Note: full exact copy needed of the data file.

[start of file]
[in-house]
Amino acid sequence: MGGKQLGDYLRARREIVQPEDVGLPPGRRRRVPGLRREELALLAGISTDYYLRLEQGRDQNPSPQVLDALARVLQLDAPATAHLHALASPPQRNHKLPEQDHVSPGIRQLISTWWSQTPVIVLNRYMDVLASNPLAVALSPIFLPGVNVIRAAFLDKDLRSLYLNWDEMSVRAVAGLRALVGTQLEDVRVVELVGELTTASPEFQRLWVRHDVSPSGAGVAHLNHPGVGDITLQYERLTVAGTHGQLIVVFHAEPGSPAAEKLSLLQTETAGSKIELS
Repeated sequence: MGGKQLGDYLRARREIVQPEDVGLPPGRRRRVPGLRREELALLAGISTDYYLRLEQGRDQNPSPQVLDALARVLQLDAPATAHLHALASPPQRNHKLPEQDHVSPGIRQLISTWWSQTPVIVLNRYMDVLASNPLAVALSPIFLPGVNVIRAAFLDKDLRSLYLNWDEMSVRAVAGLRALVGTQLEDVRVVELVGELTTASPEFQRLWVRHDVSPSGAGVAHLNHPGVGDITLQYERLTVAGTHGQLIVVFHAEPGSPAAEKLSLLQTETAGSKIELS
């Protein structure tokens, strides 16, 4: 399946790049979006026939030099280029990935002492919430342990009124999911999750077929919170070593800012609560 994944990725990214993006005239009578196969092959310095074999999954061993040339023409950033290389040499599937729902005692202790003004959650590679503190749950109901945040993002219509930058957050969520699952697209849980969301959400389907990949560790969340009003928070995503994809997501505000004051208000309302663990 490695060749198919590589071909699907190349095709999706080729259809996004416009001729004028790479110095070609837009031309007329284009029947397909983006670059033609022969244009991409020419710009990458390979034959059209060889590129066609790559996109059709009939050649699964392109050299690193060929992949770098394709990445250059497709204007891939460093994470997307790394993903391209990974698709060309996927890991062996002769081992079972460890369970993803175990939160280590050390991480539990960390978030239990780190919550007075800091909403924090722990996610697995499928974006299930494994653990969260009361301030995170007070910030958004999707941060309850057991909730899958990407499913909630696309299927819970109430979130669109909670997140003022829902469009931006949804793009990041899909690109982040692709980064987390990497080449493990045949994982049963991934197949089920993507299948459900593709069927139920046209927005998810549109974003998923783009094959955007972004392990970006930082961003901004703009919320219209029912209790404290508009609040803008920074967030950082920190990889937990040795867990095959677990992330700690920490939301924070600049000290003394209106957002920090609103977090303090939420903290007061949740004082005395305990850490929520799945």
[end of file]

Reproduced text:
[in-house]
Amino acid sequence: MGGKQLGDYLRARREIVQPEDVGLPPGRRRRVPGLRREELALLAGISTDYYLRLEQGRDQNPSPQVLDALARVLQLDAPATAHLHALASPPQRNHKLPEQDHVSPGIRQLISTWWSQTPVIVLNRYMDVLASNPLAVALSPIFLPGVNVIRAAFLDKDLRSLYLNWDEMSVRAVAGLRALVGTQLEDVRVVELVGELTTASPEFQRLWVRHDVSPSGAGVAHLNHPGVGDITLQYERLTVAGTHGQLIVVFHAEPGSPAAEKLSLLQTETAGSKIELS
Repeated sequence: MGGKQLGDYLRARREIVQPEDVGLPPGRRRRVPGLRREELALLAGISTDYYLRLEQGRDQNPSPQVLDALARVLQLDAPATAHLHALASPPQRNHKLPEQDHVSPGIRQLISTWWSQTPVIVLNRYMDVLASNPLAVALSPIFLPGVNVIRAAFLDKDLRSLYLNWDEMSVRAVAGLRALVGTQLEDVRVVELVGELTTASPEFQRLWVRHDVSPSGAGVAHLNHPGVGDITLQYERLTVAGTHGQLIVVFHAEPGSPAAEKLSLLQTETAGSKIELS
């Protein structure tokens, strides 16, 4: 399946790049979006026939030099280029990935002492919430342990009124999911999750077929919170070593800012609560 994944990725990214993006005239009578196969092959310095074999999954061993040339023409950033290389040499599937729902005692202790003004959650590679503190749950109901945040993002219509930058957050969520699952697209849980969301959400389907990949560790969340009003928070995503994809997501505000004051208000309302663990 490695060749198919590589071909699907190349095709999706080729259809996004416009001729004028790479110095070609837009031309007329284009029947397909983006670059033609022969244009991409020419710009990458390979034959059209060889590129066609790559996109059709009939050649699964392109050299690193060929992949770098394709990445250059497709204007891939460093994470997307790394993903391209990974698709060309996927890991062996002769081992079972460890369970993803175990939160280590050390991480539990960390978030239990780190919550007075800091909403924090722990996610697995499928974006299930494994653990969260009361301030995170007070910030958004999707941060309850057991909730899958990407499913909630696309299927819970109430979130669109909670997140003022829902469009931006949804793009990041899909690109982040692709980064987390990497080449493990045949994982049963991934197949089920993507299948459900593709069927139920046209927005998810549109974003998923783009094959955007972004392990970006930082961003901004703009919320219209029912209790404290508009609040803008920074967030950082920190990889937990040795867990095959677990992330700690920490939301924070600049000290003394209106957002920090609103977090303090939420903290007061949740004082005395305990850490929520799945």